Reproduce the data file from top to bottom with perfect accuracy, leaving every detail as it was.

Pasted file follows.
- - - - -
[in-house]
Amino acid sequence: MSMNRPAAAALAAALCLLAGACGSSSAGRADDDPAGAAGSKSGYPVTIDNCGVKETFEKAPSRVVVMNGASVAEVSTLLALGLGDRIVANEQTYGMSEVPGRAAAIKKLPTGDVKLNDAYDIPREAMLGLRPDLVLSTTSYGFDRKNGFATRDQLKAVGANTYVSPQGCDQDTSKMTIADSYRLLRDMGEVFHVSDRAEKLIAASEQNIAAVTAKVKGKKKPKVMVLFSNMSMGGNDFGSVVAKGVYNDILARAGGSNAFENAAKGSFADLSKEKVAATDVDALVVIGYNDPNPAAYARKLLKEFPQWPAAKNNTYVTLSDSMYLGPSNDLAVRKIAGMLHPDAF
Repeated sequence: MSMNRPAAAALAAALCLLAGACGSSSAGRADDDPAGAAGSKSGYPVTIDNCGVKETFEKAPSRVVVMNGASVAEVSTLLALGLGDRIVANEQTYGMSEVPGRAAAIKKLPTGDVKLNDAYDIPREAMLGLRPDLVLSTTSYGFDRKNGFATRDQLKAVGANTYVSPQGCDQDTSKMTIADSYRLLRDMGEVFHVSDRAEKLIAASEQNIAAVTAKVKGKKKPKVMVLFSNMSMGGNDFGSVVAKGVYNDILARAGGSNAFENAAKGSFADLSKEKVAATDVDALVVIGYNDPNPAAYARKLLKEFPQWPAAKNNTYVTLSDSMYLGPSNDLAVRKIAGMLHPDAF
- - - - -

[in-house]
Amino acid sequence: MSMNRPAAAALAAALCLLAGACGSSSAGRADDDPAGAAGSKSGYPVTIDNCGVKETFEKAPSRVVVMNGASVAEVSTLLALGLGDRIVANEQTYGMSEVPGRAAAIKKLPTGDVKLNDAYDIPREAMLGLRPDLVLSTTSYGFDRKNGFATRDQLKAVGANTYVSPQGCDQDTSKMTIADSYRLLRDMGEVFHVSDRAEKLIAASEQNIAAVTAKVKGKKKPKVMVLFSNMSMGGNDFGSVVAKGVYNDILARAGGSNAFENAAKGSFADLSKEKVAATDVDALVVIGYNDPNPAAYARKLLKEFPQWPAAKNNTYVTLSDSMYLGPSNDLAVRKIAGMLHPDAF
Repeated sequence: MSMNRPAAAALAAALCLLAGACGSSSAGRADDDPAGAAGSKSGYPVTIDNCGVKETFEKAPSRVVVMNGASVAEVSTLLALGLGDRIVANEQTYGMSEVPGRAAAIKKLPTGDVKLNDAYDIPREAMLGLRPDLVLSTTSYGFDRKNGFATRDQLKAVGANTYVSPQGCDQDTSKMTIADSYRLLRDMGEVFHVSDRAEKLIAASEQNIAAVTAKVKGKKKPKVMVLFSNMSMGGNDFGSVVAKGVYNDILARAGGSNAFENAAKGSFADLSKEKVAATDVDALVVIGYNDPNPAAYARKLLKEFPQWPAAKNNTYVTLSDSMYLGPSNDLAVRKIAGMLHPDAF